Civil 3D Proficiency Exam Cheat Sheet

I may have told this story before but I’m old and I repeat things.  I’m certain I’ll do it again.  Once upon a time I taught AutoCAD to a group of high school juniors.  I was required to test them twice a week with one test provided by the university and the other composed by yours truly.  The university’s goal was for my students to pass the AutoCAD Certification Exam.  My goal was to simply teach them how to draw.

The first week every single student failed the university test.  Only two students failed mine.  I admit to a certain amount of satisfaction when I saw the results but I have a suspicious nature honed by raising six children.  Everybody can’t pass a test anymore than everybody can fail.  What can you learn from a test like that?  I needed a good test.

So I set out to improve mine and after just a few short weeks I started seeing results.  This next part may sound a bit twisted.  My students continued to do poorly on the university test but now more were failing my test too.  What a relief!  Finally, I could objectively evaluate their skills based on their test results and focus their training accordingly.  It’s all about balance.

The final few weeks were so exciting they just flew by.  My young professionals made great progress but hold on to your warm and fuzzies.  The grand inspirational finale you might be hoping for simply did not materialize.  Bummer.

As it turns out, everybody can fail a test and they did.  Not a single one passed that AutoCAD Certification Exam.  In my defense, they could draw and every one of them snagged internships with local companies.  There may be a lesson there somewhere but I don’t have a clue what it might be.

The point of this little excursion is that I don’t want you to fail.  I think you will agree that my Civil 3D test is fairly simple – if you know Civil 3D.  I simply want to know what it is that you know.  Here is what I look for when you take the exam I posted last month.

  1. Finish the exam.
  2. I expect you to be disciplined about managing project data so your project folder is the first place I look.  There should be a project folder and sub-folders for the survey data and design data.  All project folders should have logical, intuitive names.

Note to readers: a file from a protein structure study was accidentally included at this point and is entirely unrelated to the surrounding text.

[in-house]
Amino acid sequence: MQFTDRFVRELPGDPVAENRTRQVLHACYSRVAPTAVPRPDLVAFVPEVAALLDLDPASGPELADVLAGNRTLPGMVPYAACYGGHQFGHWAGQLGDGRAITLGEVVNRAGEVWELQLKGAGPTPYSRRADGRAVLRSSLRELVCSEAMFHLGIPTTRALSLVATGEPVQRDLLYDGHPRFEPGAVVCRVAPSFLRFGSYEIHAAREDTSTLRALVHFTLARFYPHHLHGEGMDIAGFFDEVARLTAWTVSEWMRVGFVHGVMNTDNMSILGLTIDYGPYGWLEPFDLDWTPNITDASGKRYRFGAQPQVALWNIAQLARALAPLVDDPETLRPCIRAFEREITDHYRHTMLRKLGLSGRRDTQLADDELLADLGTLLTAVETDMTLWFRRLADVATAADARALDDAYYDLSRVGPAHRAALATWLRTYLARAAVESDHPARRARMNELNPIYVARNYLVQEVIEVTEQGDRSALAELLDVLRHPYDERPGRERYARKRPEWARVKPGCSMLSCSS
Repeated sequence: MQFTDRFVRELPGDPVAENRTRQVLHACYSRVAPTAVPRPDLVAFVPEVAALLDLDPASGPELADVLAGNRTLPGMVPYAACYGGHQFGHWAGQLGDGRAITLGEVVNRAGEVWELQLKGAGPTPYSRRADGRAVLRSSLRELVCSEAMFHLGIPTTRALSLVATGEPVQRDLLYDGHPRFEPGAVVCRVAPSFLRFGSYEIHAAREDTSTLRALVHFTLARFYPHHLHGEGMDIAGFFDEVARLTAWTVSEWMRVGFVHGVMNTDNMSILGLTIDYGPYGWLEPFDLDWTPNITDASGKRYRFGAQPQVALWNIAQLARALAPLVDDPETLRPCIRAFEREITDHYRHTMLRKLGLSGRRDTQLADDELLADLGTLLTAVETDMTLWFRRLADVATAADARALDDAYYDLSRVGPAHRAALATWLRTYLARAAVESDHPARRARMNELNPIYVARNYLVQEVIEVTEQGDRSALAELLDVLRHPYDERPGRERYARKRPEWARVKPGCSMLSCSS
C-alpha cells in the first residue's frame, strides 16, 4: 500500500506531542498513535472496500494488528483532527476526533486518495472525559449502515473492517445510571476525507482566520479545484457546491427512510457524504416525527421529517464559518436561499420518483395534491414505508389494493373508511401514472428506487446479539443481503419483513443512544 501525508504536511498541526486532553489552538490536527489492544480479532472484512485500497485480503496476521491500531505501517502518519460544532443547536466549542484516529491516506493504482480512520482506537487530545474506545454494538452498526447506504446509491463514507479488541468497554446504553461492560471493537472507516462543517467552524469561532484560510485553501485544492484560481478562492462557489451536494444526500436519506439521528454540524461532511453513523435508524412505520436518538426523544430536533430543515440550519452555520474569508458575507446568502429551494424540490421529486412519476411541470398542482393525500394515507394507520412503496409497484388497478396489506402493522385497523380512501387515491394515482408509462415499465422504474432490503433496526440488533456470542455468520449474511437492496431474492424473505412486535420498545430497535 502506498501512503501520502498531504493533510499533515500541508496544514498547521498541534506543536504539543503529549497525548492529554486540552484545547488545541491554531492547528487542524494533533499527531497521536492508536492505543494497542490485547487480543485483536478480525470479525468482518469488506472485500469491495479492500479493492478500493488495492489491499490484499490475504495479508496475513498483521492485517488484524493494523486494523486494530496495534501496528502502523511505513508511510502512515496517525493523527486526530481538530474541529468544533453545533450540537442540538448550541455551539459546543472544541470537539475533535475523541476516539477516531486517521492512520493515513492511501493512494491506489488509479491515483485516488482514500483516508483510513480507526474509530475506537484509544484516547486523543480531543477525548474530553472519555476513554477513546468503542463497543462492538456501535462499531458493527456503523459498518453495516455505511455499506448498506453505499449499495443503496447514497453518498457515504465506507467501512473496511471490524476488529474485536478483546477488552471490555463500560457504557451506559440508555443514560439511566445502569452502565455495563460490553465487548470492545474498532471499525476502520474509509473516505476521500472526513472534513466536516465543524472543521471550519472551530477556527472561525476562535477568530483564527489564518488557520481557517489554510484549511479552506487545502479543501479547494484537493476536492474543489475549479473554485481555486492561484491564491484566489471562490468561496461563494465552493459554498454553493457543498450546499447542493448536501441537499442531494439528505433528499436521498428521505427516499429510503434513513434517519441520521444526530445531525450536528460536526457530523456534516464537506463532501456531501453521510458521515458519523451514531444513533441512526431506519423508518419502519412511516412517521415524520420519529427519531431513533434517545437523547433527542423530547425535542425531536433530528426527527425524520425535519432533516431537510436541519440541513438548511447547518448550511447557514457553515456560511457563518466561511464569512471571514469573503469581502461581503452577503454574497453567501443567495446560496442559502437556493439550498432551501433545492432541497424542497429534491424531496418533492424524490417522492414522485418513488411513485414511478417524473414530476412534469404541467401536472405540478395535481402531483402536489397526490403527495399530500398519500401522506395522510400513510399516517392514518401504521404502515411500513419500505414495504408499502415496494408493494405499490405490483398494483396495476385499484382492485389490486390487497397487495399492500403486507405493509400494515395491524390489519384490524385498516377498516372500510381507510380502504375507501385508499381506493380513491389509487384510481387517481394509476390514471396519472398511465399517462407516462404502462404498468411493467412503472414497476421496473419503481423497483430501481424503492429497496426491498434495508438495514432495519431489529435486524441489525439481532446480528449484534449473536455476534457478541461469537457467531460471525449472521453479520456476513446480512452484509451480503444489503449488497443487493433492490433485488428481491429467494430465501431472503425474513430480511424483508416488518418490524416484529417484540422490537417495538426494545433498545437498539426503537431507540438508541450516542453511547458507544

3. The new design drawing should have a unique, logical name.
  4. The design drawing coordinate system should be set according to the survey legal description.
  5. The property boundary should be created using transparent commands.
  6. The property boundary labels should be created using a label style with bearings and distances set to a reasonable precision.
  7. The property boundary corner labels should be created using a label style with coordinates set to a reasonable precision.
  8. I’m not as interested in the fence as I am your dimensions.  Dimensioning is one of the most productive features in AutoCAD.  By now you should be a master.  Dimension appearance and precision are critical.
  9. I will not hire you if you cannot create and manage points.
  10. My specialty is surface modeling and I like mine unbelievably simple.  Don’t be sloppy with surface boundaries.  It makes me suspicious of the rest of your modeling.
  11. I am particularly interested in how you determine the high point of the east property line. Here’s a hint: Feature lines are one of the most versatile features in Civil 3D.  It is rare that I build a proposed surface without them.
  12. The proposed surface labels are pure style but here I’m looking at label placement.  No trick.  No razzle-dazzle.  I simply want to see how you label a site.
  13. The two biggest challenges in Civil 3D are layering and naming.  I look hard at layers.  If you get sloppy I will catch you.


This position pays very well.  As I am so fond of saying, they call it the Oil & Gas Industry because you will be able to afford oil and gas.  If you’re interested email me.

This entry was posted in General and tagged , , . Bookmark the permalink.